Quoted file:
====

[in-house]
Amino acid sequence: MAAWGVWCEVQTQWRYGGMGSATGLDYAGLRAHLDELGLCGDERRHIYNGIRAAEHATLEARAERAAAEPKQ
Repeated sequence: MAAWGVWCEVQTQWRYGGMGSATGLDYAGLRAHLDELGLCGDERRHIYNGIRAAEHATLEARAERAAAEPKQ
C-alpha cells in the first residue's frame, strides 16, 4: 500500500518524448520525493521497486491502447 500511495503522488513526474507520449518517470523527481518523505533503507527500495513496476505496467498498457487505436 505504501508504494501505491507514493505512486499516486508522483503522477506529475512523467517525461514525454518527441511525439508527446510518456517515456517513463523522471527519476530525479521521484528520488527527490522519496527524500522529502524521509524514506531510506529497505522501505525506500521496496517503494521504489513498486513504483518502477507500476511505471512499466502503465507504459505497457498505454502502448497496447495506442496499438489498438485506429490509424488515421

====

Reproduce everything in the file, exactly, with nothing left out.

[in-house]
Amino acid sequence: MAAWGVWCEVQTQWRYGGMGSATGLDYAGLRAHLDELGLCGDERRHIYNGIRAAEHATLEARAERAAAEPKQ
Repeated sequence: MAAWGVWCEVQTQWRYGGMGSATGLDYAGLRAHLDELGLCGDERRHIYNGIRAAEHATLEARAERAAAEPKQ
C-alpha cells in the first residue's frame, strides 16, 4: 500500500518524448520525493521497486491502447 500511495503522488513526474507520449518517470523527481518523505533503507527500495513496476505496467498498457487505436 505504501508504494501505491507514493505512486499516486508522483503522477506529475512523467517525461514525454518527441511525439508527446510518456517515456517513463523522471527519476530525479521521484528520488527527490522519496527524500522529502524521509524514506531510506529497505522501505525506500521496496517503494521504489513498486513504483518502477507500476511505471512499466502503465507504459505497457498505454502502448497496447495506442496499438489498438485506429490509424488515421